The importance of privacy in AI is paramount. As our world becomes increasingly digitized, the lines between our physical and virtual lives are becoming blurred. With the advent of artificial intelligence (AI), this blurring is only set to continue. As AI technology develops, it will have access to ever–growing amounts of data about each of us. This data could be used to infer sensitive information such as our political beliefs, health status, or sexual orientation. In the wrong hands, this information could be used to exploit and manipulate us. That’s why it’s so important that we ensure AI systems are designed with privacy in mind. We need to think carefully about how data is collected, stored, and used by AI systems. We also need strong safeguards in place to prevent unauthorized access to this data. Only by protecting our privacy can we ensure that AI will be used for good rather than evil.
- September 23, 2022
- Posted by: Bernard Mallia
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Data Privacy Concerns
One important area where design choices can help mitigate risks associated with new technologies such as AI is privacy, which is likely to become increasingly salient for organisations using data to drive growth because they will inevitably require access not just to large pools of data but also sensitive personal information such as income level or health-statusised profiles based on their online behaviours.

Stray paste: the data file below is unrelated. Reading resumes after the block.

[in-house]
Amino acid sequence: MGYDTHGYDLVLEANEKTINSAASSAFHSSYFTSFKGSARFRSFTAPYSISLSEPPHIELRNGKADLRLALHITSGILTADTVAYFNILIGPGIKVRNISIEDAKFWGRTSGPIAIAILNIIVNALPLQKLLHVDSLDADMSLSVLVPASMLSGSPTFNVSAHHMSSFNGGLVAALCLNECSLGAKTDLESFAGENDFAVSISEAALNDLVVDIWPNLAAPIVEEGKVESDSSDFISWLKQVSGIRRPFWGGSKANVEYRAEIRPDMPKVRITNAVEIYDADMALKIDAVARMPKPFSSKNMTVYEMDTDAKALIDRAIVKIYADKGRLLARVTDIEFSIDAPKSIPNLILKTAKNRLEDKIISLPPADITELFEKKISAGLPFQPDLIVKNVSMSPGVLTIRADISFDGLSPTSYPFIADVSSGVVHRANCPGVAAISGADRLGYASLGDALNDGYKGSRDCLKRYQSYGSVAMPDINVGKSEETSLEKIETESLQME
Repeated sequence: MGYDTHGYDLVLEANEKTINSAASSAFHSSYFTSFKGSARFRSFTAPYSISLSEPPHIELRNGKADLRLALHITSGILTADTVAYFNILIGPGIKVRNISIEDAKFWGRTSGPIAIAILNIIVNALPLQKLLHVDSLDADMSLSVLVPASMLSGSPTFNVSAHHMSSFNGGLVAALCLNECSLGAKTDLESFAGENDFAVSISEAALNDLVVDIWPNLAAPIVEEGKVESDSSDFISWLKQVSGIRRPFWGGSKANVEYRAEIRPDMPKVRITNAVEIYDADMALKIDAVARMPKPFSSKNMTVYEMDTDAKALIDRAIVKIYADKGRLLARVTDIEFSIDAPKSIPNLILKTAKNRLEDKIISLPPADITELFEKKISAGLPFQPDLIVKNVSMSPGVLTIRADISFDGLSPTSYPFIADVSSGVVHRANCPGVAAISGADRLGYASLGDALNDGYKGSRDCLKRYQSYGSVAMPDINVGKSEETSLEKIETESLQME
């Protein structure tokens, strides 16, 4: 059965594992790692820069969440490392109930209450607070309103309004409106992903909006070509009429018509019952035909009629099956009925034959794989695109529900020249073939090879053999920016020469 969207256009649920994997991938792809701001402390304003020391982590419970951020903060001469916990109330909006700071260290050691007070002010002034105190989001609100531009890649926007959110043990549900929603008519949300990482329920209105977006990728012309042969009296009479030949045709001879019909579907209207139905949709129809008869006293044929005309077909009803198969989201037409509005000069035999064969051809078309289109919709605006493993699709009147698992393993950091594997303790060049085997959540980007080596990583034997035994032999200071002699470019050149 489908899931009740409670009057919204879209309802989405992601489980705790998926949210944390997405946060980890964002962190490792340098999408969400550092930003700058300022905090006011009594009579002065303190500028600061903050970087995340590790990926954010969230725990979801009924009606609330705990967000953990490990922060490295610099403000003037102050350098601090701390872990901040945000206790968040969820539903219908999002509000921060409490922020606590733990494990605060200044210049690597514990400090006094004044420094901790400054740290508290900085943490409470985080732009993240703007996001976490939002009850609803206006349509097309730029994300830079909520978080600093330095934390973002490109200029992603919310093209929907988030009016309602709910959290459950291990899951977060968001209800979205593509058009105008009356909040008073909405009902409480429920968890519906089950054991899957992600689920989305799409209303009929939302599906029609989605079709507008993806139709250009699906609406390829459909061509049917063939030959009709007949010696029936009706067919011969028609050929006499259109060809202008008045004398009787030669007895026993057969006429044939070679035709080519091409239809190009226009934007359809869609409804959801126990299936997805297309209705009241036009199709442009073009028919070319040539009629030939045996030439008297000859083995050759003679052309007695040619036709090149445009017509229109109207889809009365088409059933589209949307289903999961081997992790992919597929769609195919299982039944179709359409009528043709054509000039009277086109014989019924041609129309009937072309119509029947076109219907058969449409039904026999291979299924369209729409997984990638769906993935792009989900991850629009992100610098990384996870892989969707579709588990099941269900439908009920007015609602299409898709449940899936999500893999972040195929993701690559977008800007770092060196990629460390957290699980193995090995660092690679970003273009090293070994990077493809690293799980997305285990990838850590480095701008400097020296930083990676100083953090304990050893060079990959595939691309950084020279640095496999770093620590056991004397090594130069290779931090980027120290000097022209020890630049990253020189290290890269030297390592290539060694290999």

By contrast, social media platforms collect reams of highly-specific customer information through interactions with their users while sharing only limited amounts of it with advertisers. To curb these practices, regulators have begun requiring companies that collect user data – including Facebook – to disclose what they do with it and although most companies share only aggregated versions of Personally Identifiable Information (PII), there have been instances where businesses were found collecting PII without consumers knowing it was happening. One well-publicised example involved Amazon employees listening into some Alexa users’ conversations without permission. These incidents underscore how important it is for executives responsible for developing new products built around big data and machine learning systems to consider how user privacy will be protected early enough during development processes so they can avoid problems later when products are already deployed. Transparency is key when collecting sensitive information.